Posted by: CJ | January 19, 2011

Doctors, Dresden Codak, Transhumanism…

In which a long discussion with a friend leads me to something…optimistic…after a fashion.

This past weekend I got into a long discussion with a friend about cynicism and Kimiko Ross. I mentioned that I thought robots and algorithms would ultimately be cheaper and more effective than training doctors and nurses, and this could, would, and should lead to much cheaper healthcare. Hopefully in the next 20 years, but I’d settle for by the time I’m 60.

My friend accused me of rank cynicism, for thinking the system would be better with no humans in it.

My views are actually more complicated than that, aware as I am of Vonnegut’s Player Piano and the way that mechanization can ultimately lead to a 2-tiered society. Those in control of the machines and the people who aren’t. The “aren’t”‘s lead lives simultaneously more leisurely but less relevant than the lives of their parents and grandparents. But I also think our current state of affairs in medicine is unsustainable, and think robot doctors would be a suitable way of punishing all involved for their intransigence in finding a better system.

But, lacking completely knowledge of my views, my friend accused me of being like Kimiko Ross. I didn’t catch the reference, so I went to read Dresden Codak. It’s a webcomic that takes less than an hour to read. The basic gist of it is a roboticist girl helps create a world where robots cater to humans’ desires. Ultimately the humans being to die out, because they like their virtual worlds better than the real world and stop breeding. Some of the humans resist this, claiming they the robots are giving them everything, everything save relevance. At the same time, the robot overmind is evolving, becoming something more. Kimiko is the mediator between the humans and the robot overmind. She tells the humans dying out so the overmind can evolve, can become something new, is a feature rather than a bug. The humans try to rebel but ultimately fail, more or less.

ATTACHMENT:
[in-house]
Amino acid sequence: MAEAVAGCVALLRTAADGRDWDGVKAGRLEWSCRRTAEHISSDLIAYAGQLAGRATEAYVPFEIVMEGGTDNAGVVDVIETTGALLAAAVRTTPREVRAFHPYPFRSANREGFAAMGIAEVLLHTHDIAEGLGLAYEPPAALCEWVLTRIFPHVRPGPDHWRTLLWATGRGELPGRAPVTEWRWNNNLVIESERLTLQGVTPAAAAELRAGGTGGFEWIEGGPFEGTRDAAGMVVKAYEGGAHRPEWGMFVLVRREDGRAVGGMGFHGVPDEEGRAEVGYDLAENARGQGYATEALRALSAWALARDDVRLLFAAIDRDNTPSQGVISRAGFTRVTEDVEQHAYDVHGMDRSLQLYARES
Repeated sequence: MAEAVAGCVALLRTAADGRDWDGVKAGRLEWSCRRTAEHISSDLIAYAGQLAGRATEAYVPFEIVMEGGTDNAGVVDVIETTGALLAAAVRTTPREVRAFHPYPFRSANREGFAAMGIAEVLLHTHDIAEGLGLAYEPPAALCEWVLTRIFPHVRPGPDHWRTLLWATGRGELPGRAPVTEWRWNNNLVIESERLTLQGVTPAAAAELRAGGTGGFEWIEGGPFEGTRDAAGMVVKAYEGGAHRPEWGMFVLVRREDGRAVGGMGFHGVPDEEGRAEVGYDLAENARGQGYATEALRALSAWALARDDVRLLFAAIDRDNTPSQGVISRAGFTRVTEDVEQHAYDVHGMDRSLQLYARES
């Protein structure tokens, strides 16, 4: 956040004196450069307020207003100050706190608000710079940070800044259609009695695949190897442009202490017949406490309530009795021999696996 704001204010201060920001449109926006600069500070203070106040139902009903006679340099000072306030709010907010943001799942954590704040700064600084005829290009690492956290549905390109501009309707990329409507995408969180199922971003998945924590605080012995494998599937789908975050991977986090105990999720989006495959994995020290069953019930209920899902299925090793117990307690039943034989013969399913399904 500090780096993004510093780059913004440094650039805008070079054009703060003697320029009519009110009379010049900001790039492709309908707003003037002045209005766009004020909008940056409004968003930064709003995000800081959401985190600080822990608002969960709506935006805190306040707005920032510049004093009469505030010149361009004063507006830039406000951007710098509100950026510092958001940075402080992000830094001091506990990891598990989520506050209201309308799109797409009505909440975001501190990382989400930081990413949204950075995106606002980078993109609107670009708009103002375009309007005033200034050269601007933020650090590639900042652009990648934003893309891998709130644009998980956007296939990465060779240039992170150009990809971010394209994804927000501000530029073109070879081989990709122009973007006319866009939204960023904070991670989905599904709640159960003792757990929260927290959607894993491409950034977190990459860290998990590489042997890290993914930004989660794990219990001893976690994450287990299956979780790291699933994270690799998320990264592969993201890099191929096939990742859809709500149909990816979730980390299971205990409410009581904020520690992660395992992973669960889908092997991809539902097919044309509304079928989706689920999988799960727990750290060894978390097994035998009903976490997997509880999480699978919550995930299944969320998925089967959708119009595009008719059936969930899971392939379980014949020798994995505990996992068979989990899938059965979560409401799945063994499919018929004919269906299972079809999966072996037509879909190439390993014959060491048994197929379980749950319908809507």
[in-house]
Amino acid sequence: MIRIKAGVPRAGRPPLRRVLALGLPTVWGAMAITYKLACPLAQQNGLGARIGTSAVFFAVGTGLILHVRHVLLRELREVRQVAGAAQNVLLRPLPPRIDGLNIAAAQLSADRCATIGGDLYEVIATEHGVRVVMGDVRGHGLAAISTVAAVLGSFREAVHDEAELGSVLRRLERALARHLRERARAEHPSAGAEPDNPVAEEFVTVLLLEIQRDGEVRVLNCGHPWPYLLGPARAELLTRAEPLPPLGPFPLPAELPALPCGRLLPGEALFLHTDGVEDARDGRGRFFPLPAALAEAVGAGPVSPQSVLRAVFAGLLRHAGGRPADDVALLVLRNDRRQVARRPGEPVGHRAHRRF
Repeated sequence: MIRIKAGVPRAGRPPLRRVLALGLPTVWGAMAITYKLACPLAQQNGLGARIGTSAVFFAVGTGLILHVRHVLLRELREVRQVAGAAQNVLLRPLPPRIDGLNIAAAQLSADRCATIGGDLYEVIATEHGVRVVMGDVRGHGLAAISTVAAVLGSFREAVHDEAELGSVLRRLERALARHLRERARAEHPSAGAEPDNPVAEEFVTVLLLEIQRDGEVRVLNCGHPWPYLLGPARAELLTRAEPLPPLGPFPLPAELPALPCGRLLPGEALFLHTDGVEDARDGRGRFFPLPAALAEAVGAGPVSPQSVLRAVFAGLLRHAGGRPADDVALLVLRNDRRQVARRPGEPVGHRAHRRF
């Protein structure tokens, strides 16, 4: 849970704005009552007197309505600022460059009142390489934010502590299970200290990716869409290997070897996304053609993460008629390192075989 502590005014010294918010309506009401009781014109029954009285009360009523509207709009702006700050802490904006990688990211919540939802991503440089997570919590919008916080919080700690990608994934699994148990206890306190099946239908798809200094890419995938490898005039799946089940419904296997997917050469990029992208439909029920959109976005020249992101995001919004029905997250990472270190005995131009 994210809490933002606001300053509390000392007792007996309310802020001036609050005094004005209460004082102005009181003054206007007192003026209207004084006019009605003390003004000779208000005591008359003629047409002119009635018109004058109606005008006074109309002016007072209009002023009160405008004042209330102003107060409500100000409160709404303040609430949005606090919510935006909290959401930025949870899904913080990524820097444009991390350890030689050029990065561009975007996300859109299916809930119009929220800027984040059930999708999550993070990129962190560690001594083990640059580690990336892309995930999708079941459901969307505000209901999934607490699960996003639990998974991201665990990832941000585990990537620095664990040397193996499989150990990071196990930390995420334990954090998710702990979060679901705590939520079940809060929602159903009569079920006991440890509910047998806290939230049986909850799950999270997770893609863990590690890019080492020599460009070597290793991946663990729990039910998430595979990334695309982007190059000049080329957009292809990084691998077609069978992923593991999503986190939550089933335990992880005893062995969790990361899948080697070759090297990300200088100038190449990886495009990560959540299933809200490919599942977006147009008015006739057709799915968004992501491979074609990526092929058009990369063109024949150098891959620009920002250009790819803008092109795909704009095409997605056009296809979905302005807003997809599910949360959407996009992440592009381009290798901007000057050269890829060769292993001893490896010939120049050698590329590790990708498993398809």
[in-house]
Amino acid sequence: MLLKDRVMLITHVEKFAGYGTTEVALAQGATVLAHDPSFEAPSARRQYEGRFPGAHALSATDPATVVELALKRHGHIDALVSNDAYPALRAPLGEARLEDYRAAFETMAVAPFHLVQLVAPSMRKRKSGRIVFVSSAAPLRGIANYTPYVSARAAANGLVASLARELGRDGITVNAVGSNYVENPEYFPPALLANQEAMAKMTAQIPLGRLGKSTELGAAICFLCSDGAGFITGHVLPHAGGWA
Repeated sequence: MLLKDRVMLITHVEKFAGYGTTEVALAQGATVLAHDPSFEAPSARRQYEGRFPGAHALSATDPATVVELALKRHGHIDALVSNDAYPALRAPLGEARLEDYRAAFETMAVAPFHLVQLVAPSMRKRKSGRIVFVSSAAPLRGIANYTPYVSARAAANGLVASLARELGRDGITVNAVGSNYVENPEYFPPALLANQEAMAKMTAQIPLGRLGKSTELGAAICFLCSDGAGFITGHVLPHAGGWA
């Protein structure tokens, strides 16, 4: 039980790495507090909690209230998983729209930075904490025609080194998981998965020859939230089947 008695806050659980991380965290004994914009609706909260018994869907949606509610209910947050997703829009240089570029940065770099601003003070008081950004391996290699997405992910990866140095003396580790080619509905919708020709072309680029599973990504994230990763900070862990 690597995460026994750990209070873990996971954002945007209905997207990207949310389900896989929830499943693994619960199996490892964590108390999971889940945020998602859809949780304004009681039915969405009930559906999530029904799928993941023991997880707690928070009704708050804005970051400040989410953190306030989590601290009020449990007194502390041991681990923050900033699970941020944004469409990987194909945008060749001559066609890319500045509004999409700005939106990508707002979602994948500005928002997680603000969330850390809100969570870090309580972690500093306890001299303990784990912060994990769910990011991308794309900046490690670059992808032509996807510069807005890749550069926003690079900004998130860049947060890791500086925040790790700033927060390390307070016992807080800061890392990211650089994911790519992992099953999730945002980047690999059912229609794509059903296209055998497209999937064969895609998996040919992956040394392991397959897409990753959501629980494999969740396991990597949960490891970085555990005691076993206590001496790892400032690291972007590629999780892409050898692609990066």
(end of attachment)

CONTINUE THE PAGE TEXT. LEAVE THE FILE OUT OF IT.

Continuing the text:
The story strikes a chord with me, but I can’t quite put my finger on why or how. Probably because it expresses several of my more idealistic desires, for the appropriate definition of idealism. End suffering, inequality, and environmental overconsumption by humanely getting humanity to sterilize itself via individual choice. And make them as happy as ever in the process…as long as they can accept the virtual as the real.

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Responses

  1. I’m going to check if the dresden thing is school appropriate. I see this being used in my class…..hmmmmm….


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